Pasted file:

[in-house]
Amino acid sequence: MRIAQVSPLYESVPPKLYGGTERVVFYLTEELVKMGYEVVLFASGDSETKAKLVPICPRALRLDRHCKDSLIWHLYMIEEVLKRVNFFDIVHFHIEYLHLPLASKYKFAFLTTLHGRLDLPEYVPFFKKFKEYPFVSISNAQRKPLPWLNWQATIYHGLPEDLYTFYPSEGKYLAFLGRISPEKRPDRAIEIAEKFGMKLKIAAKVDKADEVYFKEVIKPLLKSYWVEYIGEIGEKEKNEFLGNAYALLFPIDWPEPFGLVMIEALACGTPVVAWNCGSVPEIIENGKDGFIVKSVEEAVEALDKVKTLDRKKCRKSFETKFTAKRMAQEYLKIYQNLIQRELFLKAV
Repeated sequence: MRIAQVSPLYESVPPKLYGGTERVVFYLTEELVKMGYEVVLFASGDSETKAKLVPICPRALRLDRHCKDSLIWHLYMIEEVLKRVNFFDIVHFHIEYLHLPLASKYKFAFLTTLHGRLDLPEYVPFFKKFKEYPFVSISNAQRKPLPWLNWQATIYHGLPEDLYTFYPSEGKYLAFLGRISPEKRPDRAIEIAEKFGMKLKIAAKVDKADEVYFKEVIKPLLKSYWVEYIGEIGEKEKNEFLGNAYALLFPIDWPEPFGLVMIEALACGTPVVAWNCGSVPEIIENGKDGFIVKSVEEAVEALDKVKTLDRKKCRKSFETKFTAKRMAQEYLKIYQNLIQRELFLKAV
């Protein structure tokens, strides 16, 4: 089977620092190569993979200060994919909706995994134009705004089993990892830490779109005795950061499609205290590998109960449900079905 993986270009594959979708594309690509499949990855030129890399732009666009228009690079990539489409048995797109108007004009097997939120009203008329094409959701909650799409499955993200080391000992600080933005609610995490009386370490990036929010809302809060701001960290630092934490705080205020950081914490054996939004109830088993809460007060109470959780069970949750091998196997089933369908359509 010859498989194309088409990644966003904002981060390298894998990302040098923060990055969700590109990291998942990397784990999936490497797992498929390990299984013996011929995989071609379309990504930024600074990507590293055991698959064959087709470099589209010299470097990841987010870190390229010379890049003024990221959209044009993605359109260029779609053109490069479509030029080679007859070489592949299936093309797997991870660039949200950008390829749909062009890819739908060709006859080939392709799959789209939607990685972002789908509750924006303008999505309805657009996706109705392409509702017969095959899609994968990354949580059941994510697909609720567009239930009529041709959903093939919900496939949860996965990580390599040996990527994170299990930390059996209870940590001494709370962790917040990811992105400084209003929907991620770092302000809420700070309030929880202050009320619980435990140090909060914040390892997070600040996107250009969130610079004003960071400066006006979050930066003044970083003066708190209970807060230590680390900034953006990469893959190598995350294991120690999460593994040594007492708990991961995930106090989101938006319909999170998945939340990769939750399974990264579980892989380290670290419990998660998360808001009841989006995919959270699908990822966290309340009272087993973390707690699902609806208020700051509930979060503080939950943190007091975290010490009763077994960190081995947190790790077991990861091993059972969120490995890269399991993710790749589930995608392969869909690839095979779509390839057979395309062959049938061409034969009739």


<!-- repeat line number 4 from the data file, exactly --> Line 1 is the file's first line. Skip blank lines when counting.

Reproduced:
């Protein structure tokens, strides 16, 4: 089977620092190569993979200060994919909706995994134009705004089993990892830490779109005795950061499609205290590998109960449900079905 993986270009594959979708594309690509499949990855030129890399732009666009228009690079990539489409048995797109108007004009097997939120009203008329094409959701909650799409499955993200080391000992600080933005609610995490009386370490990036929010809302809060701001960290630092934490705080205020950081914490054996939004109830088993809460007060109470959780069970949750091998196997089933369908359509 010859498989194309088409990644966003904002981060390298894998990302040098923060990055969700590109990291998942990397784990999936490497797992498929390990299984013996011929995989071609379309990504930024600074990507590293055991698959064959087709470099589209010299470097990841987010870190390229010379890049003024990221959209044009993605359109260029779609053109490069479509030029080679007859070489592949299936093309797997991870660039949200950008390829749909062009890819739908060709006859080939392709799959789209939607990685972002789908509750924006303008999505309805657009996706109705392409509702017969095959899609994968990354949580059941994510697909609720567009239930009529041709959903093939919900496939949860996965990580390599040996990527994170299990930390059996209870940590001494709370962790917040990811992105400084209003929907991620770092302000809420700070309030929880202050009320619980435990140090909060914040390892997070600040996107250009969130610079004003960071400066006006979050930066003044970083003066708190209970807060230590680390900034953006990469893959190598995350294991120690999460593994040594007492708990991961995930106090989101938006319909999170998945939340990769939750399974990264579980892989380290670290419990998660998360808001009841989006995919959270699908990822966290309340009272087993973390707690699902609806208020700051509930979060503080939950943190007091975290010490009763077994960190081995947190790790077991990861091993059972969120490995890269399991993710790749589930995608392969869909690839095979779509390839057979395309062959049938061409034969009739």